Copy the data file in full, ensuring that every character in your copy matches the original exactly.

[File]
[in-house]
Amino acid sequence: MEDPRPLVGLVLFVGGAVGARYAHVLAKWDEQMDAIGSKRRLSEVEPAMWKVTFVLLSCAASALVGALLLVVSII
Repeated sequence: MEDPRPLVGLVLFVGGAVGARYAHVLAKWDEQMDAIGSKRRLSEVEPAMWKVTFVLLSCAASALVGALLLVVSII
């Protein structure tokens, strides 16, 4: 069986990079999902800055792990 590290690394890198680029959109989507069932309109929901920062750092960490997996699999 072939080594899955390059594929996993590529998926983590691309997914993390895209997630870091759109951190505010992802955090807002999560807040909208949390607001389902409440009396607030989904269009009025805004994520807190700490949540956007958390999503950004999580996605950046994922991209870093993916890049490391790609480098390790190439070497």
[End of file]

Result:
[in-house]
Amino acid sequence: MEDPRPLVGLVLFVGGAVGARYAHVLAKWDEQMDAIGSKRRLSEVEPAMWKVTFVLLSCAASALVGALLLVVSII
Repeated sequence: MEDPRPLVGLVLFVGGAVGARYAHVLAKWDEQMDAIGSKRRLSEVEPAMWKVTFVLLSCAASALVGALLLVVSII
């Protein structure tokens, strides 16, 4: 069986990079999902800055792990 590290690394890198680029959109989507069932309109929901920062750092960490997996699999 072939080594899955390059594929996993590529998926983590691309997914993390895209997630870091759109951190505010992802955090807002999560807040909208949390607001389902409440009396607030989904269009009025805004994520807190700490949540956007958390999503950004999580996605950046994922991209870093993916890049490391790609480098390790190439070497």